One show in Montreal, a guy actually wanted to fight me over a poem I had performed! It was a challenging piece. I have performed it only a few times, but each time it was at a place where I figured not everybody would be receptive! Why? I have heard a great many poems where Black poets have challenged Black people over their shortcomings. I have not heard too many where White people have challenged each other similarly, at least in the specific area of race.
That was certainly the case at the Montreal show, as well at local Ottawa slam where, a few days after the show, randomly on the street, one or two clowns wanted to argue and debate with me over the piece. (and, yes, I stand behind my poems, but I do retain the right not to be forced to explain or debate them!). I suspect that poem is one of the reasons I was effectively blacklisted from this slam in question, despite the fact that Golden Star Lounge was their de facto foundation, built their Ottawa audience, and provided the stage starts for many in their clique of poet celebrities. (Really, in 20 years, I have been invited to perform as a feature in spots all over Ottawa, and in Toronto, Montreal, Hamilton, Kingston, Trinidad & Tobago, New York, etc., but never once there?!).
Anyway, back to the main plot: when I introduced the poem at said slam, I said that I would be criticizing ‘my people.’ In other words, as ‘half white,’ I wanted to speak to my people about some of our issues. That struck me as funny as it probably sounds, and I recall that I performed the piece in a friendly, humorous kind of way. But, aside from the tongue-in-cheek, there was a serious point. And in a bigger way, there is a point regarding the need to be courageous, even ferocious, with this spoken word stuff, to not pander to an audience but challenge them. In the process, both performer and audience can grow, even if, like a teen’s growth spurt, somewhat painfully.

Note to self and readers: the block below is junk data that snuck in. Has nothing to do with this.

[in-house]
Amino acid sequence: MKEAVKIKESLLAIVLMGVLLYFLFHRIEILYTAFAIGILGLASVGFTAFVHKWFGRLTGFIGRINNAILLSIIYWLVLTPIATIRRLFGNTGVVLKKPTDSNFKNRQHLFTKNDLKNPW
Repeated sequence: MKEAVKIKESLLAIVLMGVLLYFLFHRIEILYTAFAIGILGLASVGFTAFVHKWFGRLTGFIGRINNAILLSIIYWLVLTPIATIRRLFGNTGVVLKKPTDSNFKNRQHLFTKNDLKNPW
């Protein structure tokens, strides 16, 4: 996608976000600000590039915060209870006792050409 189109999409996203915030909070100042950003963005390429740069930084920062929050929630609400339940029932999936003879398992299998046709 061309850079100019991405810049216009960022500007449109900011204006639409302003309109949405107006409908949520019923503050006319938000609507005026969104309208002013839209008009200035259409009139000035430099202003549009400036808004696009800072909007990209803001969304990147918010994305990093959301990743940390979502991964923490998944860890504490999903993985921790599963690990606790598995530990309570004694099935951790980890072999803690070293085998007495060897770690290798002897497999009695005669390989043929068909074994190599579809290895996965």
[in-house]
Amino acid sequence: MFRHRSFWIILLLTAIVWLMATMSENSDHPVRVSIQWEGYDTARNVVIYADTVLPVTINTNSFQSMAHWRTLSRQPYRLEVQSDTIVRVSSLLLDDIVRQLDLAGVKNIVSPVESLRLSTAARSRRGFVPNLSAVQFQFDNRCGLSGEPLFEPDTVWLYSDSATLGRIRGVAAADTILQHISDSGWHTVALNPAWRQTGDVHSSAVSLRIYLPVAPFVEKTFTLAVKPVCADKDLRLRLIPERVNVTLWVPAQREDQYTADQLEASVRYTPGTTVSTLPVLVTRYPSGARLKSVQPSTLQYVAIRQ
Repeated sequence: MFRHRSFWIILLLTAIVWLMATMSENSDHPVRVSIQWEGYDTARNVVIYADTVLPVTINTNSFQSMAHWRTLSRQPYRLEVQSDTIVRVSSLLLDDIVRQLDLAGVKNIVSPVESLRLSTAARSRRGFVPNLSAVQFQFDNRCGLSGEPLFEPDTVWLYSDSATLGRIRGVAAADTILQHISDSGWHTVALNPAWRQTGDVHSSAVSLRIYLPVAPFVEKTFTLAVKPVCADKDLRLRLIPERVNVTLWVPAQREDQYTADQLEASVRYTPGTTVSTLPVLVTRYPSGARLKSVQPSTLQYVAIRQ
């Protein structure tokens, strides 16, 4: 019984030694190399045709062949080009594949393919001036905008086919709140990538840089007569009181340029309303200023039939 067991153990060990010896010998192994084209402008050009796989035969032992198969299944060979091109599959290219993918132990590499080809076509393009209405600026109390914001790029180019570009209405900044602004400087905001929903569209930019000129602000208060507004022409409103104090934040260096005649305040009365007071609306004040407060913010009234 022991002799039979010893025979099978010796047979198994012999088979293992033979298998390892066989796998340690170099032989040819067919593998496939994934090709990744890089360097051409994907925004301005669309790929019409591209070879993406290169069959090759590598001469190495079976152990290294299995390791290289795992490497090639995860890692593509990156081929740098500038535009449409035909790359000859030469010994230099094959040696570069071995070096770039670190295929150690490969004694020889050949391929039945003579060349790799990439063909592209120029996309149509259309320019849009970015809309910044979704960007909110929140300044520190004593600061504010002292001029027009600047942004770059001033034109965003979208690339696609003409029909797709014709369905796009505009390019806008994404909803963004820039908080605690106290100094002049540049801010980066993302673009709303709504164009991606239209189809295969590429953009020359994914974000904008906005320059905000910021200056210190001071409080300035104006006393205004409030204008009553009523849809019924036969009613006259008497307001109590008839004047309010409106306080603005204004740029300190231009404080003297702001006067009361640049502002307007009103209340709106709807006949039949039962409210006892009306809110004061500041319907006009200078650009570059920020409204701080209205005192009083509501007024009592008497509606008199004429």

And, no, I don’t really accept the argument about fostering development in a controlled and encouraging environment, cuz I have seen plenty of these slap-each-other’s-back slam poets pedal the same lazy ish over and over in their little snap-happy cocoons, egged on by enablers who really aren’t doing them any favours. And, conversely, I have heard youth poets come true with words unembellished by melodrama (recall, I did not say I have never heard a White poet challenge a White audience regarding racism – a youth poet very effectively did just that one night at a small event I attended in Ottawa, a show more genuine and of higher artistic quality than more celebrated slam events).
For the record, here’s a small mention a guy made online about that Montreal show (it was at Festival Voix D’Ameriques)
And one of these days, I may just put that poem up online and get ready to defend against any punks who jump up to get beat down!